The impact of COVID-19’s impact on downtown D.C. has been devastating. Headlines shouted the news last year and the year before that the more than 200,000 workers who flowed daily into the city prior to the pandemic had left, leaving thousands of empty office spaces and hundreds of shuttered businesses. In November 2020, NPR reported that “The Pandemic Has Made a Hot Mess of Downtown D.C. Economy,” and in August 2020, DCist reported that D.C.’s downtown economy was “crushed” by the pandemic.
The bad news is that D.C. is still reeling from the absence of people, a significant loss of businesses and a decline in revenue that the city so sorely depends on to support vital city services.
During Mayor Muriel E. Bowser’s impressive inaugural speech on Monday, she outlined her vision for the city and District residents. A near-capacity crowd listened intently as she delivered a clear, uplifting and, at times, sobering message addressing D.C. voter’s mandates directed at her, the administration, the Council and the newly elected D.C. Attorney General. She also warned of the “tough fights ahead.”
Her “winning” theme spoke to the difficult times the city has faced and on every occasion, Bowser said, the government, businesses and neighborhoods successfully overcame them and won.
“We must and we will win back our downtown,” she said, “because it is the economic engine that allows us to invest in our schools, our safety net and our public works. It is the proverbial goose that lays the golden egg.”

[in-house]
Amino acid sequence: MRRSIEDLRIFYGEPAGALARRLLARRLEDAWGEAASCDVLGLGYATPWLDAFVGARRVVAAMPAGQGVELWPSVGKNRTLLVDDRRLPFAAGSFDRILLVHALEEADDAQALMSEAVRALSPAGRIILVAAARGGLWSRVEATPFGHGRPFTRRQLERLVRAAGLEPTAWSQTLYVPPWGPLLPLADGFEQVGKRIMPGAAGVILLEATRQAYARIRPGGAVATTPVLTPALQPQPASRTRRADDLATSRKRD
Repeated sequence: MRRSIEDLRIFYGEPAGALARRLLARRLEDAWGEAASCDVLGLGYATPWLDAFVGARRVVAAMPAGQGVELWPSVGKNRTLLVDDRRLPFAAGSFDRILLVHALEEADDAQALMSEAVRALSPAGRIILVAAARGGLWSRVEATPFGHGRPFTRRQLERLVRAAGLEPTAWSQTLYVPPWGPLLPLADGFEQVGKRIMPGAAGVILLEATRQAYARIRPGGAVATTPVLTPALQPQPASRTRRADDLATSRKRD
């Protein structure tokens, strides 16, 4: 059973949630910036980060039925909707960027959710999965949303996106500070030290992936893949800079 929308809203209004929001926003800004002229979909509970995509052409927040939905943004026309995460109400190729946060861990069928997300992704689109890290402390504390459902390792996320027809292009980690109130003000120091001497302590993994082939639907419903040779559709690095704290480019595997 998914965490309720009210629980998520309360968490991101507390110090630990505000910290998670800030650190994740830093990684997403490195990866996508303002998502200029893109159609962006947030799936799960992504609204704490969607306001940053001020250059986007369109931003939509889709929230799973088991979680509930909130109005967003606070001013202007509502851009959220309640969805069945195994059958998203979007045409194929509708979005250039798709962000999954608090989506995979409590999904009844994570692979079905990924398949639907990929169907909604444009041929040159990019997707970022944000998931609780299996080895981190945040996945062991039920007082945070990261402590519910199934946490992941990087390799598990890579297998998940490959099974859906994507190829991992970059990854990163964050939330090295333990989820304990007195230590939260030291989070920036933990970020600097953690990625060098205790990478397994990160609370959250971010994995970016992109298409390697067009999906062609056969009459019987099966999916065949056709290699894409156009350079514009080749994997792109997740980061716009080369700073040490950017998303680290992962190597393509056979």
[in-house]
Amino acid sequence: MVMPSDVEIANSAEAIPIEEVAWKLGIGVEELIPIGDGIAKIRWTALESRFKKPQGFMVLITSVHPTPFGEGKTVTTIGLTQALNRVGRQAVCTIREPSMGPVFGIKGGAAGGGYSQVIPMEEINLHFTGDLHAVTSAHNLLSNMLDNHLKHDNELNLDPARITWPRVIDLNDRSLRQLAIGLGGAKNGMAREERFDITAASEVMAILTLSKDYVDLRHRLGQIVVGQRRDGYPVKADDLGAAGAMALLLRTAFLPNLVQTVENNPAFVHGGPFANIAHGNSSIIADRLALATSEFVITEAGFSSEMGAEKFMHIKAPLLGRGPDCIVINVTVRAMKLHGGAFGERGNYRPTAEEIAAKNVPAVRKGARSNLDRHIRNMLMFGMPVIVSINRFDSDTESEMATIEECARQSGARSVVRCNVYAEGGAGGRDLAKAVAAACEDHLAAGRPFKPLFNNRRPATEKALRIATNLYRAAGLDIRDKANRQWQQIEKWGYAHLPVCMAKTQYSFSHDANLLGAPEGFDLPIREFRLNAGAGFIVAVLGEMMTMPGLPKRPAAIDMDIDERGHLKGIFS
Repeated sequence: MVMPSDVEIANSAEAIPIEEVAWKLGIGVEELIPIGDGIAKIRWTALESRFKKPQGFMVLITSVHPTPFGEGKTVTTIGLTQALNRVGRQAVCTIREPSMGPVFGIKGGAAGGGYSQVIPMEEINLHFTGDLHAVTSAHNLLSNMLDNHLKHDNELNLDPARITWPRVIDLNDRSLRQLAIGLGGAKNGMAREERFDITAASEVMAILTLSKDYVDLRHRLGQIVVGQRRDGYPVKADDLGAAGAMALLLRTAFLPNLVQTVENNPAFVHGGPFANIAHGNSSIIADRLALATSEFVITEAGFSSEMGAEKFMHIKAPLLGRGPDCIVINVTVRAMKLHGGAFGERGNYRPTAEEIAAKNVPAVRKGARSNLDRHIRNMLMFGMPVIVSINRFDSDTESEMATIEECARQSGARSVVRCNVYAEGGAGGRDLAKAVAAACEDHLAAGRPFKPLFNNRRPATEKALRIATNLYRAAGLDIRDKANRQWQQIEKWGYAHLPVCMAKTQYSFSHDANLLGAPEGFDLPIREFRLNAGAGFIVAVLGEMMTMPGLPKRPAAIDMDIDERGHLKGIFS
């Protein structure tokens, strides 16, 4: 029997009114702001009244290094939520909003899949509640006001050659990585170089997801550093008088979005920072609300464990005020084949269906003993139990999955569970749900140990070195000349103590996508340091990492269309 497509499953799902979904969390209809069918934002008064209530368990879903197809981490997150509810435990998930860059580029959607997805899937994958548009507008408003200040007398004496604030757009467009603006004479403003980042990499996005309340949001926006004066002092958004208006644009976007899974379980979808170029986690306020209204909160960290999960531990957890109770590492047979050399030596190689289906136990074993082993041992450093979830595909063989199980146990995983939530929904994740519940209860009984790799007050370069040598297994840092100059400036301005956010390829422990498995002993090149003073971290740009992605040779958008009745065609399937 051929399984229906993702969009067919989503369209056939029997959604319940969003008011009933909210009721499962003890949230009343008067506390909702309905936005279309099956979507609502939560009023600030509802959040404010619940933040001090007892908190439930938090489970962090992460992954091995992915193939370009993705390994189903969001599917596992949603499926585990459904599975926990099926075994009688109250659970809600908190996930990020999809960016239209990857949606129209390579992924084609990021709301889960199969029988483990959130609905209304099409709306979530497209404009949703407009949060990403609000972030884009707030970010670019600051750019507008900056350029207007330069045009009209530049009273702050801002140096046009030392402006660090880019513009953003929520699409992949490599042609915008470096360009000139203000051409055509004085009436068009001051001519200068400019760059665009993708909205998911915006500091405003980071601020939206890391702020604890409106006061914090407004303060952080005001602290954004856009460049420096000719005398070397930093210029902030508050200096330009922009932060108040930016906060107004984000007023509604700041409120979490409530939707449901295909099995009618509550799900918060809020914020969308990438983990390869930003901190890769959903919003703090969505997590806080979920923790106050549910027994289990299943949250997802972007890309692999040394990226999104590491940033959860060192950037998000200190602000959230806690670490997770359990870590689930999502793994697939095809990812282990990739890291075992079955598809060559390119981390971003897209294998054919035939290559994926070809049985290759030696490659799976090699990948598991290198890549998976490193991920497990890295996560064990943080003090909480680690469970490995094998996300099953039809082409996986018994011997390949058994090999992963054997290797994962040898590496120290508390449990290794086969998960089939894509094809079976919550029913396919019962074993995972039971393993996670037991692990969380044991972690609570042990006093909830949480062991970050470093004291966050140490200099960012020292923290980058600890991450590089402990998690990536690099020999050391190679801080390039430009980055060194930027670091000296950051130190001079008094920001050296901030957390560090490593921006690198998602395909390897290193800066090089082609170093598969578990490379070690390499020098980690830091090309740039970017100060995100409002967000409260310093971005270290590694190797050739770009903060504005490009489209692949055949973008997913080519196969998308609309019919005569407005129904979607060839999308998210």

Revenues collected from a vibrant downtown, Bowser continued, supported the modernization of schools, helped build the largest housing production trust fund in the U.S., created new and better social programs, “and all of that is at risk if we can’t change the space, build the space and bring the people back to our downtown.”
For those who have lived in D.C. for a long time, it is true that a once vibrant downtown quickly turned into an economic desert following the violence that erupted when Dr. Martin Luther King, III was assassinated. Businesses ran to the surrounding suburbs, and the people followed them to shop and to live, never to return until decades later.
Just as former Mayor Anthony Williams committed to attracting 100,000 new District residents, Bowser, too, has a plan to attract 15,000 new residents who will “call downtown home” over the next five years. And she plans to attract another 85,000 more “when it’s said and done.”
Will the Biden administration heed her demand to “make decisive efforts” at warp speed to get federal workers back into their offices? Or will the federal government partner with the District to give up its office spaces representing one-third of all of the downtown office space, so that it can be used to provide housing for the new and existing residents who will need it?
Bowser is confident that her “experienced” leadership will result in another win for D.C. However, she’s warned us that without a vibrant downtown, in time the rest of the city will suffer.